Sailing before the wind


Sailing before the windWe have already have outlined the way a yacht should be steered to windward and also when the wind was free.

When close-hauled the helmsman is described as feeling the yacht's helm and steering by the sails and not by any fixed point or course.

When the yacht is off the wind he is simply steering by a fixed point or course, and is engaged in trying to keep her straight.

Well, keeping a yacht on a straight course on a broad reach theoretically, is perfectly easy and hardly requires any instruction. This is not always the case in practice, because in strong winds and heavy seas a yacht may yaw about, suddenly run off her helm, that is run away from the wind; or broach to, that is luff with wild suddenness.

Some yachts are decidedly hard headed on a broad reach, and are most difficult to keep on a straight course; the helmsman requires a lot of brute force and will sweat with the physical exercise of the job.

There is no way to help the beginner much by instructing him how to keep a boat on a straight course when reaching. Practice makes perfect.

Keep her on a fixed point, if you can, try to give her as little helm as possible, "meet her" with the helm as her bowsprit begins to yaw port or starboard of the straight line. When the sea is smooth especially "meet her" early.

When, however, the seas are long and heavy you must more or less let the yacht take her natural yaw or sway over the seas or "down a trough". You can by practice sort of sail her "down the troughs" so she does not "pound" or spank.

This can only be accomplished by practice, but it comes naturally after a bit, and you begin to realize that you are permitting the yacht to yaw about a good deal, but this yawing is preventing her from spanking and straining. So you go on, reaching in a heavy sea, and do not actually keep the bowsprit on a fixed point all the time.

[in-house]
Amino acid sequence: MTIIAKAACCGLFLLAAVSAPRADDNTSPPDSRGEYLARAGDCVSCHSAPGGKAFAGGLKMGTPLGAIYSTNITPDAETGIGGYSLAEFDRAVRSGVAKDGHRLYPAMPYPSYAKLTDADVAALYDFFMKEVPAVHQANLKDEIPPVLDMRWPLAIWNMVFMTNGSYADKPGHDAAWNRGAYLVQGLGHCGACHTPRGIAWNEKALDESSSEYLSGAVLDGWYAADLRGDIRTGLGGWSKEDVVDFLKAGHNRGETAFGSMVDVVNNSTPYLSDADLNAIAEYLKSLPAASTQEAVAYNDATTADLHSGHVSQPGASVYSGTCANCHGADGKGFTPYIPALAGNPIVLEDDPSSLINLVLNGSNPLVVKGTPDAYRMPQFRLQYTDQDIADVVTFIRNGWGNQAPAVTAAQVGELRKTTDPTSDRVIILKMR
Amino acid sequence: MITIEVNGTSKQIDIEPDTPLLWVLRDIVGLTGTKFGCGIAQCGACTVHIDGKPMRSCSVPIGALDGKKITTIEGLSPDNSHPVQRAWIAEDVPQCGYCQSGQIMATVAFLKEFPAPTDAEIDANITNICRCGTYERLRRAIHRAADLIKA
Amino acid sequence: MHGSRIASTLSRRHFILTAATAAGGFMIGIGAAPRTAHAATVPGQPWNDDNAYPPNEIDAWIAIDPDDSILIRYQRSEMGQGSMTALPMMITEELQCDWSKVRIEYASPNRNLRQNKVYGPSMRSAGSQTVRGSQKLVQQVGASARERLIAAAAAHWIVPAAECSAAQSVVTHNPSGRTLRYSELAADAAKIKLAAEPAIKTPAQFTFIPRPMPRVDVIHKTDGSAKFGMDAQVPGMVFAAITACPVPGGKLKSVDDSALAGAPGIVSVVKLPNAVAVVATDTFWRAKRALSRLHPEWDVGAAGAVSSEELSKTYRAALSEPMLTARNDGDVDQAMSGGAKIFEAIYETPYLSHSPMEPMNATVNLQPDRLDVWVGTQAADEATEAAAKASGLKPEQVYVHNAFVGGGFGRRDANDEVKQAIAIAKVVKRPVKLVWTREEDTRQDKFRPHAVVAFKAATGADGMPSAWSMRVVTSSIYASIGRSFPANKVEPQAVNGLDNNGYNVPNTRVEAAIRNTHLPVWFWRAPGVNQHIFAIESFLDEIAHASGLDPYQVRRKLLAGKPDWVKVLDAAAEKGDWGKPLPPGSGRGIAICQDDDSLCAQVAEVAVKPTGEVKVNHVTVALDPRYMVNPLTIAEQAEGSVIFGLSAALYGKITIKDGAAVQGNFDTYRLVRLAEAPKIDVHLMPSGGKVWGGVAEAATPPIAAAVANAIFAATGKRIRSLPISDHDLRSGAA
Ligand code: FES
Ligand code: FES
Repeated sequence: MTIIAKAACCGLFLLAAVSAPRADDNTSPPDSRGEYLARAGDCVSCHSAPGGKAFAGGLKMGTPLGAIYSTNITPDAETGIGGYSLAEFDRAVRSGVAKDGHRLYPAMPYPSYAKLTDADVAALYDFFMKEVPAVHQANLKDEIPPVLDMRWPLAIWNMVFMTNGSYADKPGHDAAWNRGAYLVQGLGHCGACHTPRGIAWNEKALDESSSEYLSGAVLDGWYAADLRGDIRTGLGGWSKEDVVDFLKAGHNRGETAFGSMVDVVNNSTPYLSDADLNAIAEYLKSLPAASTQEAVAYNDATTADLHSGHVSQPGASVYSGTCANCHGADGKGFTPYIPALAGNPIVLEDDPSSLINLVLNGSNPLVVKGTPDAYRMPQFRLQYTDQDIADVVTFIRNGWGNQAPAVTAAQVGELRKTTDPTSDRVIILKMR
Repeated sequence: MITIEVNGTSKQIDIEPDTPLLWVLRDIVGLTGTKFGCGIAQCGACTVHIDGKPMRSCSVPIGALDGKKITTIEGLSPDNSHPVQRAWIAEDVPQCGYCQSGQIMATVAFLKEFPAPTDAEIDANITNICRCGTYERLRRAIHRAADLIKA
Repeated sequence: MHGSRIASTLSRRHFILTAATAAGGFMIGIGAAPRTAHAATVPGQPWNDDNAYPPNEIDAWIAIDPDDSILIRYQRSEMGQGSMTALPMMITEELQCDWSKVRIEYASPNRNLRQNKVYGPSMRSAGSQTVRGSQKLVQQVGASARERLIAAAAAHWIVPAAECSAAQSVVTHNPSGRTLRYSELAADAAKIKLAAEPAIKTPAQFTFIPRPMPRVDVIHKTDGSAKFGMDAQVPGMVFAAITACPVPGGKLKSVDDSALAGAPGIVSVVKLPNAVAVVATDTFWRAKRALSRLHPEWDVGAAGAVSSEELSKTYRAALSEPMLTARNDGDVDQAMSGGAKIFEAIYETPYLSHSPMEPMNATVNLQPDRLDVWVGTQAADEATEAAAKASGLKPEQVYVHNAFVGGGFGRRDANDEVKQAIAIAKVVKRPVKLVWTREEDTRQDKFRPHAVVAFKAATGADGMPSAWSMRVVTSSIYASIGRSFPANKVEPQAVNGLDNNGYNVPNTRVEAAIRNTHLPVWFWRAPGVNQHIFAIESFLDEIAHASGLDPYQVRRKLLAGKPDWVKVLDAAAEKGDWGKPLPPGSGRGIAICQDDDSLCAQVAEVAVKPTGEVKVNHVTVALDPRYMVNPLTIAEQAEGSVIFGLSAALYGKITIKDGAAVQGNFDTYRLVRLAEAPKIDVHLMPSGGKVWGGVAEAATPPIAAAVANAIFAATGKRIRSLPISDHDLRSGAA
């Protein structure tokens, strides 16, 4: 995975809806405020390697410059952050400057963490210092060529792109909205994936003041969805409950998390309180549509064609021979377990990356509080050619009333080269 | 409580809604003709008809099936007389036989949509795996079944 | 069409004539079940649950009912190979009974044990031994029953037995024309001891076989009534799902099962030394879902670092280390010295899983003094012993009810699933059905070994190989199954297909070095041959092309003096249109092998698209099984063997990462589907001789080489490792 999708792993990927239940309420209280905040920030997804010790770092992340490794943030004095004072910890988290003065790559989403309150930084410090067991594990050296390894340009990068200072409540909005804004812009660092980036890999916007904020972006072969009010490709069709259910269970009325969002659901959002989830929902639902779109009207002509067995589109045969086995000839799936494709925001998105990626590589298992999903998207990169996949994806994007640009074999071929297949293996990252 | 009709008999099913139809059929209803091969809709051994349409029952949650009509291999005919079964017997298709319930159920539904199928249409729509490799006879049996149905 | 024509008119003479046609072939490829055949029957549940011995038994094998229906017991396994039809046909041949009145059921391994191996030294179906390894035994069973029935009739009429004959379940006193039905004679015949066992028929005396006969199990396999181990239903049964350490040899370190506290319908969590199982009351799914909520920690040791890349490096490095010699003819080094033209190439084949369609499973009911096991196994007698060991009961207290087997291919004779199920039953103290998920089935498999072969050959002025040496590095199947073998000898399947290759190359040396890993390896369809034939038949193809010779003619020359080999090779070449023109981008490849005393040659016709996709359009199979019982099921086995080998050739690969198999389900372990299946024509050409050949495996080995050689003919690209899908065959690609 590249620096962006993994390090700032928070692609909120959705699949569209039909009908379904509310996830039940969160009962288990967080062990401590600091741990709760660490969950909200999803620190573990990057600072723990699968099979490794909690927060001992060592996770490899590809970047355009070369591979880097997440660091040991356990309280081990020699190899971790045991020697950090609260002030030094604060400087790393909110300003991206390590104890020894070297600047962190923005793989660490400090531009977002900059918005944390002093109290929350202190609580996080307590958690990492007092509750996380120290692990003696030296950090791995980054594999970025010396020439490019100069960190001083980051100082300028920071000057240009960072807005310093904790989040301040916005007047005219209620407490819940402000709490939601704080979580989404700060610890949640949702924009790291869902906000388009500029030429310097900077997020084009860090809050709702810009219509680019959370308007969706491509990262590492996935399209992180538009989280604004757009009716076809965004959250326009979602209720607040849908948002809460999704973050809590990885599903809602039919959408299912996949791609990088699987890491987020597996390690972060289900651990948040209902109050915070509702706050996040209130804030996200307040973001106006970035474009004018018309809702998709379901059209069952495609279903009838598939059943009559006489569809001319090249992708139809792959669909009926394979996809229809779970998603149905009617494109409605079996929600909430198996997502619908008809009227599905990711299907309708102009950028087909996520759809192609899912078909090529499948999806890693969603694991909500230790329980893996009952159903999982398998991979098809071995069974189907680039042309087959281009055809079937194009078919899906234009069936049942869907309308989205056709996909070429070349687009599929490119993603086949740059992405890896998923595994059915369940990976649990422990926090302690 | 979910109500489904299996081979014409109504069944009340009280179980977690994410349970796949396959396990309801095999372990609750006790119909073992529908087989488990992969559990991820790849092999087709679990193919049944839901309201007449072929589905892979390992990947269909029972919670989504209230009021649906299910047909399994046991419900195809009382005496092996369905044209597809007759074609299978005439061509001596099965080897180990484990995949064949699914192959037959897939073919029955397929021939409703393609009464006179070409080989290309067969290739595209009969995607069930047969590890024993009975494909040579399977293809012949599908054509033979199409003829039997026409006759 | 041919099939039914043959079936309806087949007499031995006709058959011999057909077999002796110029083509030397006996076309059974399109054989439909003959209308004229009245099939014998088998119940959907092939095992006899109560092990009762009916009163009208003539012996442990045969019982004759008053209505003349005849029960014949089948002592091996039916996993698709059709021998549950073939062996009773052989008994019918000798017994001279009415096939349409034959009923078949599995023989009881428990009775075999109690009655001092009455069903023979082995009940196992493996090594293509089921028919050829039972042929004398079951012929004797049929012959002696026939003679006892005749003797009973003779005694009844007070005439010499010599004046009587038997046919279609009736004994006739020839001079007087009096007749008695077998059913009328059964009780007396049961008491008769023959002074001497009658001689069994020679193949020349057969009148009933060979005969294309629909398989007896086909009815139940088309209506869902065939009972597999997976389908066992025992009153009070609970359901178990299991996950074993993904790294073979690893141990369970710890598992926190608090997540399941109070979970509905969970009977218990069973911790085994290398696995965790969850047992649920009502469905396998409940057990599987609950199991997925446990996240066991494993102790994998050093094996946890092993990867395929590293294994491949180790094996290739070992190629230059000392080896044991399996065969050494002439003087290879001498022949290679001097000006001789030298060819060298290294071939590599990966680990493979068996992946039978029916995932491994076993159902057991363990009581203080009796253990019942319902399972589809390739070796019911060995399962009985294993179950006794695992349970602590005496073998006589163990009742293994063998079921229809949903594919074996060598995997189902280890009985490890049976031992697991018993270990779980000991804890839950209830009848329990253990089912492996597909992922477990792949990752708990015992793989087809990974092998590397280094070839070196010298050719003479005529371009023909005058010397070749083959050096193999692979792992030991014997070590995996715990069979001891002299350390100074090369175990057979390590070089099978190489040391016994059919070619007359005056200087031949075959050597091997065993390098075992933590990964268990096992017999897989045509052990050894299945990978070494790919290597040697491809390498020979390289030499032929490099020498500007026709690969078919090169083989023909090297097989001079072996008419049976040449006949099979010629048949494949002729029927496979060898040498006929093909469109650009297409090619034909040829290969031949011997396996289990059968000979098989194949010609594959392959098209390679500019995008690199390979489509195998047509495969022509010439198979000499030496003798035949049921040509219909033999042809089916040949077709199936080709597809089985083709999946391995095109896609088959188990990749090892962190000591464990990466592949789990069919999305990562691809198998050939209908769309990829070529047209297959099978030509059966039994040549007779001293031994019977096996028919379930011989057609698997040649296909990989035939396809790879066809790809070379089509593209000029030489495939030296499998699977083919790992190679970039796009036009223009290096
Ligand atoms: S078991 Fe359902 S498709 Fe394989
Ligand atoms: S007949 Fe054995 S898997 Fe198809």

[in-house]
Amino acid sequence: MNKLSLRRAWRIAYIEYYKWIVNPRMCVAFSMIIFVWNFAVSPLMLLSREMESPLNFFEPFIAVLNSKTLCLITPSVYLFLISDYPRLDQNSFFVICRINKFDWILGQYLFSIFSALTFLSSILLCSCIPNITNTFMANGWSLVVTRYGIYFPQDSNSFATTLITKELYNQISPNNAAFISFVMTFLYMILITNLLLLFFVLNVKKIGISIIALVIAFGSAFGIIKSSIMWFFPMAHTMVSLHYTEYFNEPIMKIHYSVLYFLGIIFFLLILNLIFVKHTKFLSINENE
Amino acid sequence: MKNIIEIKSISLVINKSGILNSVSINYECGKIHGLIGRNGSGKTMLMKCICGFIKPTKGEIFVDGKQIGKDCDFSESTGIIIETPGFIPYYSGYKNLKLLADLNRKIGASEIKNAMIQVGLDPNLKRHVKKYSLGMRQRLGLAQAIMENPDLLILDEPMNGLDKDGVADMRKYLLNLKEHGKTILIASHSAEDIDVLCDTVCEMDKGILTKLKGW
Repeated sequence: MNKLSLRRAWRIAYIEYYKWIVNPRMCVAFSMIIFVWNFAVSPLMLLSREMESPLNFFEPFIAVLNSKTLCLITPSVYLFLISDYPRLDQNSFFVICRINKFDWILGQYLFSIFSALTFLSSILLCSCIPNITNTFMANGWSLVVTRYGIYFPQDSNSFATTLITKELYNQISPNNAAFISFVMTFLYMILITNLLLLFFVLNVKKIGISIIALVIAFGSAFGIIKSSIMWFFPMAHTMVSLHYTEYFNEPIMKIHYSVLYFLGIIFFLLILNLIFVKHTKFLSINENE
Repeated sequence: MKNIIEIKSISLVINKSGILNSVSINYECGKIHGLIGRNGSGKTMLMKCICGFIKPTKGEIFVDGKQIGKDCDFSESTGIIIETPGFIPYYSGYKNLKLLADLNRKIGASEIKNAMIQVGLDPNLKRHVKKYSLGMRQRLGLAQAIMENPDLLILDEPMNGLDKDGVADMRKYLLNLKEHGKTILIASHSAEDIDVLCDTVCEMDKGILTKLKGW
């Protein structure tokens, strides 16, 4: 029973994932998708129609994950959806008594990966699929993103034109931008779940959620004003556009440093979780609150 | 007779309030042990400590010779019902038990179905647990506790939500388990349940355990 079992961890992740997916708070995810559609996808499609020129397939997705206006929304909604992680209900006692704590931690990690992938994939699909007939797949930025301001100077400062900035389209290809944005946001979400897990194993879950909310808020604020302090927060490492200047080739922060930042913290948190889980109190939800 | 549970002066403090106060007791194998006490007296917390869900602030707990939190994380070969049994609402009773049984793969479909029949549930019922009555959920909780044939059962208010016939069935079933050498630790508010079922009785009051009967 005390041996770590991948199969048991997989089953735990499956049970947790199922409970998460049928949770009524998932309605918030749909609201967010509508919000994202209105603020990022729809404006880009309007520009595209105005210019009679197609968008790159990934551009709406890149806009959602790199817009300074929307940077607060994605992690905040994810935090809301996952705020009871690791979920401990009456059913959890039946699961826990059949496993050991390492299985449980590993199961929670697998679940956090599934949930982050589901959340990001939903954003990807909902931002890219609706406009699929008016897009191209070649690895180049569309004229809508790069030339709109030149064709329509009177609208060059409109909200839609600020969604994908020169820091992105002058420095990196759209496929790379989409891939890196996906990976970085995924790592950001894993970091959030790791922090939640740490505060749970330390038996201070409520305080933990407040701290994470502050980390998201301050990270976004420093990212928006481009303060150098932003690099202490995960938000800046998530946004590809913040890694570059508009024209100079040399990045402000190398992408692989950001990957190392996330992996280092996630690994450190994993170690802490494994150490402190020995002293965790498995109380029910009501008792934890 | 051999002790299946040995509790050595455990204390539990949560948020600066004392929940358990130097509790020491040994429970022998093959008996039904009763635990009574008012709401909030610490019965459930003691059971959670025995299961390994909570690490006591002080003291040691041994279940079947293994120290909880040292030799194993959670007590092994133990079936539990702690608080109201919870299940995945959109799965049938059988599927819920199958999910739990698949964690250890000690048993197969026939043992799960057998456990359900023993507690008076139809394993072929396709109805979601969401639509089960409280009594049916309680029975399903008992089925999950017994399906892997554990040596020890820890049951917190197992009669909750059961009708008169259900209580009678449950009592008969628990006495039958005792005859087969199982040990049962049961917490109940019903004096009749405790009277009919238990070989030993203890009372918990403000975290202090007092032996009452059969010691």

You deviate from it in the troughs of the seas. You are really losing less by a little deviation than you would if you held her dead straight (or tried to) and caused her to spank.

This seamanlike helmsmanship, however, cannot, as we have said, be learned from theory, but only by practice. The golden rule, of course, is "never relax your attention to your steering for an instant".

Old sailor-men

The older and more experienced the helmsman or seaman the more exactly does he observe this golden rule. Old fishermen doubtless observe it as a second nature, and they steer better than anybody off the wind on a reach in heavy seas.

Have you ever noticed the funny way these old-fashioned fishermen sort of roll about, and when standing on deck they have a way of standing or balancing first on one leg and then on the other? This comes from "meeting her." It is very odd, but it is a fact! They are always in body and mind "meeting her," that is, they are meeting the motion of the vessel on the seas in precisely the same way they do with the helm as the vessel runs over the waves.

You cannot, however, steer well in a heavy sea unless you have the habit of "meeting her", and it can only be found by practice.

Continue here: Steering both by sails and fixed course.